Shortly we shall be celebrating the birthday of our Women’s Club in Southwark. Just a year ago, as our readers will recall the United Suffragists took a house at 92, Borough Road, Southwark, painted and papered it as brightly as they could, furnished it, with the help of many kind friends, to look as unlike an institution as possible, and threw it open, hopefully, to the women of South London at a membership fee of 1d a month. Throughout the year we have had an average membership of eighty or so, and this number does not include the many friends who are brought in to enjoy the hospitality of the club for an afternoon or evening, but who do not become regular members, or numbers of others who join for a time and then drop off. Of course, we made some mistakes at first. We thought, for instance, that the one thing needed by these tired and overworked members of the community would be quiet. So we tactfully arranged a quiet room on the first floor, where members could use the writing tables to correspond with their friends at the front, and sit in the comfortable armchairs by the fire and doze, or read the paper or an amusing book from the shelf on the wall. But our quiet room was a complete failure. What our members really like to do is to congregate in the ground floor room adjoining the restaurant, set the gramophone going, and under cover of its cheery optimism discuss everything under the sun, from the war to the Lord Mayor’s Show, and from Mrs Hampshire’s new hat to Mrs Lloyd’s new baby. And I don’t blame them! In these dark days I know nothing that cheers me up quite so much as to join that group of mothers and daughters and sisters and wives, who meet at our club of an evening and manage to keep their spirits up in the face of rising food prices and continued anxiety about their menfolk who are away, and all kinds of daily worries and hardships. As for our quiet room, we have found a much better use for it in the meetings and concerts that are held up there every week. I think that was our only real mistake, and it was a fairly excusable one. The restaurant has been a definite success from the very first. We supply simple food at the following tariff (cost price):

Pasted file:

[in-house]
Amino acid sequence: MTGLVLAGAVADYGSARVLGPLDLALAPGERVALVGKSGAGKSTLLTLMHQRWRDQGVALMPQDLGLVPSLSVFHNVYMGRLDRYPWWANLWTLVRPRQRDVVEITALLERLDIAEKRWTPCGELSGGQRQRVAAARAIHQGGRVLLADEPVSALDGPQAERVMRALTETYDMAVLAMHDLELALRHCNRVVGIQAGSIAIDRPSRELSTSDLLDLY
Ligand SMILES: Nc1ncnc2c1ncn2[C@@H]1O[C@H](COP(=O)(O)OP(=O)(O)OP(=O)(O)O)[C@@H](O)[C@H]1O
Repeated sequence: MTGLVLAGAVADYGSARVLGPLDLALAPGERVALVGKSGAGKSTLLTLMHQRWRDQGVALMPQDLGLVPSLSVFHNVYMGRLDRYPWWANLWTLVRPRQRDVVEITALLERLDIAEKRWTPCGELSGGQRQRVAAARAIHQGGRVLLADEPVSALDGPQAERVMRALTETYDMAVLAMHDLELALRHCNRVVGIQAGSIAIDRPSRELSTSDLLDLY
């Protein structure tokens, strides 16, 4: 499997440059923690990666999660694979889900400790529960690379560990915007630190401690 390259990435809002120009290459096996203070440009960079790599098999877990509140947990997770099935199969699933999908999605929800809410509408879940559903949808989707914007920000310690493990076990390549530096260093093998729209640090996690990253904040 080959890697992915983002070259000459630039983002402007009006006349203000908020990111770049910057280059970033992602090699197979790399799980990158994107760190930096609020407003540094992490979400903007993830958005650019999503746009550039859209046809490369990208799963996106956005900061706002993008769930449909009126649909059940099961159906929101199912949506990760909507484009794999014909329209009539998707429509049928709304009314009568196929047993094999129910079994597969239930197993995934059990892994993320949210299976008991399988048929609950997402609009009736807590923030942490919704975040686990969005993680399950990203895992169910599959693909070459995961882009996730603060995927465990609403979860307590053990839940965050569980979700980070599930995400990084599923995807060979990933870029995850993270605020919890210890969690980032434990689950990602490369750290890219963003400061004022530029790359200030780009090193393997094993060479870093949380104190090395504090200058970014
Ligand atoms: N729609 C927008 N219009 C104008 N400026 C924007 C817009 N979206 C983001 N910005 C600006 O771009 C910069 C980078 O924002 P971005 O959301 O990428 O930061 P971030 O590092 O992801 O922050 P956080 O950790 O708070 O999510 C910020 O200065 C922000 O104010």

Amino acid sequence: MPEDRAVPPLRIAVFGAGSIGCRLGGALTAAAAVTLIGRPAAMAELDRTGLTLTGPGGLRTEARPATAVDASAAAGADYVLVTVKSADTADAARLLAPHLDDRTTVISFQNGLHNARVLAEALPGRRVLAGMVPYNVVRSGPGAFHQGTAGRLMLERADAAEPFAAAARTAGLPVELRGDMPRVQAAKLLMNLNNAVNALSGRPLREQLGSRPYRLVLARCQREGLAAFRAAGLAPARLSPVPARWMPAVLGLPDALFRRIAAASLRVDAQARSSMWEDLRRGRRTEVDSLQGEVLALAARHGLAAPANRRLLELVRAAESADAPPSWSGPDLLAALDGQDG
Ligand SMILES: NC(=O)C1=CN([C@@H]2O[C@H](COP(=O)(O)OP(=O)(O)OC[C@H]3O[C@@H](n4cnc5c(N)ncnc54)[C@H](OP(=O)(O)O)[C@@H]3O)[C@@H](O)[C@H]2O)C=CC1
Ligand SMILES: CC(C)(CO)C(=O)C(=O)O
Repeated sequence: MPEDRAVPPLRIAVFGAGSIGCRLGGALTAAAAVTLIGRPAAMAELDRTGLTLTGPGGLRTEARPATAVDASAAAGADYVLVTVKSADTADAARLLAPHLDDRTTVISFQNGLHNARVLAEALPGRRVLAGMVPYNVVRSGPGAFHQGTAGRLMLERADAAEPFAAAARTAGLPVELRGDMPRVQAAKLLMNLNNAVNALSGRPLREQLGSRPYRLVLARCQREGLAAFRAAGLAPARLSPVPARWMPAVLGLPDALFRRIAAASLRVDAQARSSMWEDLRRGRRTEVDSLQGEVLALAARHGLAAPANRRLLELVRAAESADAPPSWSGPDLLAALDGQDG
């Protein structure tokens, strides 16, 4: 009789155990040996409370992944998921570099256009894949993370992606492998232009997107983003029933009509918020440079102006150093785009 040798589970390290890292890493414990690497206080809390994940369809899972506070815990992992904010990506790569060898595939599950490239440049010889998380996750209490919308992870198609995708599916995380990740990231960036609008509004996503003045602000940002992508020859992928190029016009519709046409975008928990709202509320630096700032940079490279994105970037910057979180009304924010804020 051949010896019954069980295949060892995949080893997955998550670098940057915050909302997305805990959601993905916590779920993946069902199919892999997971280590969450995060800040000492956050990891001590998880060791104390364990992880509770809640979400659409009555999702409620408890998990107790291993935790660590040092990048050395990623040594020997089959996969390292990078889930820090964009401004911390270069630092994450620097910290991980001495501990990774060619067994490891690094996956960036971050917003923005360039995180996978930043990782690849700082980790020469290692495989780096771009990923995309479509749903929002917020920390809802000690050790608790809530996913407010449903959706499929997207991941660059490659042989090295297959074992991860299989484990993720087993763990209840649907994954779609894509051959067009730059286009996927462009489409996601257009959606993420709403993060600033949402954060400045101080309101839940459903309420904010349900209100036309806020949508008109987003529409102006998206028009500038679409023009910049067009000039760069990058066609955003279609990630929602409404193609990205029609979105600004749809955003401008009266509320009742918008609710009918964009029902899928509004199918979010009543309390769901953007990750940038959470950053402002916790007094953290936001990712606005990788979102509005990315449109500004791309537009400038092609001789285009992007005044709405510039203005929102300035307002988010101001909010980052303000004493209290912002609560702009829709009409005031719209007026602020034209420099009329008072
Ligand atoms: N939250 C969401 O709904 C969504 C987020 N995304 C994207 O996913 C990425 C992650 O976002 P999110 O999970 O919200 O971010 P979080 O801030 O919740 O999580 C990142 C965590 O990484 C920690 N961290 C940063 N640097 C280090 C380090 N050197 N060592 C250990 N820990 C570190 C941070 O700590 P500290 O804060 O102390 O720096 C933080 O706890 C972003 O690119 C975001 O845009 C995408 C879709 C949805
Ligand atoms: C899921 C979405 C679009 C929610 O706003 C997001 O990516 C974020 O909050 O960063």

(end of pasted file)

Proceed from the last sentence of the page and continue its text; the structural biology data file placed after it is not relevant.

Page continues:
Cup of tea and two slices of bread and butter, or jam             ½d
Cup of coffee or cocoa and one slice of
bread and butter, or jam                                                                 ½d
Slice of cake, or one little cake                                                        ½d

The food, thanks to generous gifts from country friends and others, is of excellent quality, and is enormously appreciated in consequence. We find that this kind of substantial tea is what is preferred, both afternoon and evening, and have therefore given up another early idea of ours in connection with sandwiches and soup. We do not set out to be instructive in our club, the object of which is primarily to be recreative; but having found that certain ways of passing the evening were popular, we have arrived at the following weekly programme:

Monday.—Afternoon: Mothers’ working party, and children’s creche. Evening: Dancing.
Tuesday.—Suffrage meeting.
Wednesday.—Rehearsal of play for younger members- Reading aloud to older members.
Thursday.—Concert and entertainment.
Friday.—Sewing and knitting taught by an expert.
Saturday.—Rehearsal of play.

The Monday afternoon programme is an innovation, and promises to be very successful. The idea is to keep the babies and children amused in one room (milk and sponge cake are supplied for ¼d per head), while the mothers are helped over their sewing and are read to, in another room.


Aside from accounts in the United Suffragists’ newspaper Votes For Women, and a couple of anecdotes in Sharp’s autobiography, I have found out very little about this club. I don’t know a simple detail like when it closed, never mind who the local women who frequented it were. Which is one more example of why we need International Women’s Day.